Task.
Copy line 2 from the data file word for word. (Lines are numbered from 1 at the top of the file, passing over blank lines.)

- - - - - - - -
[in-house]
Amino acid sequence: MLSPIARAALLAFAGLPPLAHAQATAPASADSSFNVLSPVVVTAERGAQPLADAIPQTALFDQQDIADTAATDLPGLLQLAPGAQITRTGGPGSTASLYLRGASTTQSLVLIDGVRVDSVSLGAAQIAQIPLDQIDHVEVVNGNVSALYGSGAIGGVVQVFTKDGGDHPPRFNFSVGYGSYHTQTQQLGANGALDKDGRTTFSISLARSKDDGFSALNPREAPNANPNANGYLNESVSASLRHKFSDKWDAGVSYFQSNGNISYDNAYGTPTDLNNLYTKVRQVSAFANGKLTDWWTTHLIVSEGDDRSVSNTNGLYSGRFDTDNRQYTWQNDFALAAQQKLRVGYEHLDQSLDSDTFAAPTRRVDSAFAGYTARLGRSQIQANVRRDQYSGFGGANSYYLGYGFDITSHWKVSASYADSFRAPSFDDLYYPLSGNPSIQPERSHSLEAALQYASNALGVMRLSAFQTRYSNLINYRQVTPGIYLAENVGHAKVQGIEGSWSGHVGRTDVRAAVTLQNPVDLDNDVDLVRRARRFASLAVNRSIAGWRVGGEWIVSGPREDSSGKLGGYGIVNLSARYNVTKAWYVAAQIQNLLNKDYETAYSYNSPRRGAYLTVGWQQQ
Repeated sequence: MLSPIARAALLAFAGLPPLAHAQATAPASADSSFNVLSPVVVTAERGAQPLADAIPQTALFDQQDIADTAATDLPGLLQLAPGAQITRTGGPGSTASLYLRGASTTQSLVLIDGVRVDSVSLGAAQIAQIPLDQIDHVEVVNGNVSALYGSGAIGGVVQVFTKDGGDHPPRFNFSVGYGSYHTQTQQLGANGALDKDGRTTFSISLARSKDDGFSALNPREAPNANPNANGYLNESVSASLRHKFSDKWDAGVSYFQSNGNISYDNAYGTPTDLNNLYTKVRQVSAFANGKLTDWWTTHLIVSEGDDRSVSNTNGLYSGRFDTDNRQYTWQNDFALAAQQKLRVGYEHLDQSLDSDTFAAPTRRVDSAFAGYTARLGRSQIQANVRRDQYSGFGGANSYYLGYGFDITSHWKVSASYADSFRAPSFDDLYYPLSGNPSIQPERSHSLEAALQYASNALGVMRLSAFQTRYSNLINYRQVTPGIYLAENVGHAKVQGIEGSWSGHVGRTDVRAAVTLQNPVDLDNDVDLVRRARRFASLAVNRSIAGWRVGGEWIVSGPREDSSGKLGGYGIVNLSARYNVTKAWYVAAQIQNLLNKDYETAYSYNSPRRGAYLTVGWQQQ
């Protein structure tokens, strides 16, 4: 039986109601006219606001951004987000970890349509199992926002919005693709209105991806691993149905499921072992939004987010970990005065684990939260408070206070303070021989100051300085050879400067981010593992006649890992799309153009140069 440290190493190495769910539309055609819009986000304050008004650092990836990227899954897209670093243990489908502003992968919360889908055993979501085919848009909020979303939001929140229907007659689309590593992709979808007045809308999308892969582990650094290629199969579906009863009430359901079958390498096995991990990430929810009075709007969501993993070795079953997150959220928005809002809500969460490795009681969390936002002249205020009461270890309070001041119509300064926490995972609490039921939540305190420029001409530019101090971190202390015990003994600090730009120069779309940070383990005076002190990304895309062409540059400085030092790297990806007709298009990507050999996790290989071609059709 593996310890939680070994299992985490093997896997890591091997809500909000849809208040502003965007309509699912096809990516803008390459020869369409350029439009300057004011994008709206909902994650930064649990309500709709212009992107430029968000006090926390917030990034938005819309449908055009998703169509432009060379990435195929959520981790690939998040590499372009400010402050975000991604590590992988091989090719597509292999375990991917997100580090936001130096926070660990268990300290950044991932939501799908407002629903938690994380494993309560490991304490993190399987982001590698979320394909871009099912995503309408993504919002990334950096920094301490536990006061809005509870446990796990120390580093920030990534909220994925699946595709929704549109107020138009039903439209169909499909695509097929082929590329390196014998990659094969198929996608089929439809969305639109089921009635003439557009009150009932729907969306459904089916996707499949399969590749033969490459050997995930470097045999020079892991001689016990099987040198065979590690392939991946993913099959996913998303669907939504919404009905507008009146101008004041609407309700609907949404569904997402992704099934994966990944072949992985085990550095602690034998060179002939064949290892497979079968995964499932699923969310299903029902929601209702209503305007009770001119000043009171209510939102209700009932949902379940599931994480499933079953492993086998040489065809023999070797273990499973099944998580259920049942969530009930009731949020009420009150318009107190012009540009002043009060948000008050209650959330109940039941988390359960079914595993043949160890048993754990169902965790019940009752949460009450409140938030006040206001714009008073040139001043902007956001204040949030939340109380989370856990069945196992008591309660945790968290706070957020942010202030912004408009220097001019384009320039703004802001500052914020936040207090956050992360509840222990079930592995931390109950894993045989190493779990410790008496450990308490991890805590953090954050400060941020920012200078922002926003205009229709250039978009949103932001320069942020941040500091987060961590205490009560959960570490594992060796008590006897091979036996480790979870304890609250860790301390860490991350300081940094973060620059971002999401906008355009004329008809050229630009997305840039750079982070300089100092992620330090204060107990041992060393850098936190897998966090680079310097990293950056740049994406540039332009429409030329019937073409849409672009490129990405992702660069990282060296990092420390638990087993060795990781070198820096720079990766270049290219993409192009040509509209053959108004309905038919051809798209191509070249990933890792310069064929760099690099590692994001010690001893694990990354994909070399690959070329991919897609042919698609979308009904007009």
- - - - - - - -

Amino acid sequence: MLSPIARAALLAFAGLPPLAHAQATAPASADSSFNVLSPVVVTAERGAQPLADAIPQTALFDQQDIADTAATDLPGLLQLAPGAQITRTGGPGSTASLYLRGASTTQSLVLIDGVRVDSVSLGAAQIAQIPLDQIDHVEVVNGNVSALYGSGAIGGVVQVFTKDGGDHPPRFNFSVGYGSYHTQTQQLGANGALDKDGRTTFSISLARSKDDGFSALNPREAPNANPNANGYLNESVSASLRHKFSDKWDAGVSYFQSNGNISYDNAYGTPTDLNNLYTKVRQVSAFANGKLTDWWTTHLIVSEGDDRSVSNTNGLYSGRFDTDNRQYTWQNDFALAAQQKLRVGYEHLDQSLDSDTFAAPTRRVDSAFAGYTARLGRSQIQANVRRDQYSGFGGANSYYLGYGFDITSHWKVSASYADSFRAPSFDDLYYPLSGNPSIQPERSHSLEAALQYASNALGVMRLSAFQTRYSNLINYRQVTPGIYLAENVGHAKVQGIEGSWSGHVGRTDVRAAVTLQNPVDLDNDVDLVRRARRFASLAVNRSIAGWRVGGEWIVSGPREDSSGKLGGYGIVNLSARYNVTKAWYVAAQIQNLLNKDYETAYSYNSPRRGAYLTVGWQQQ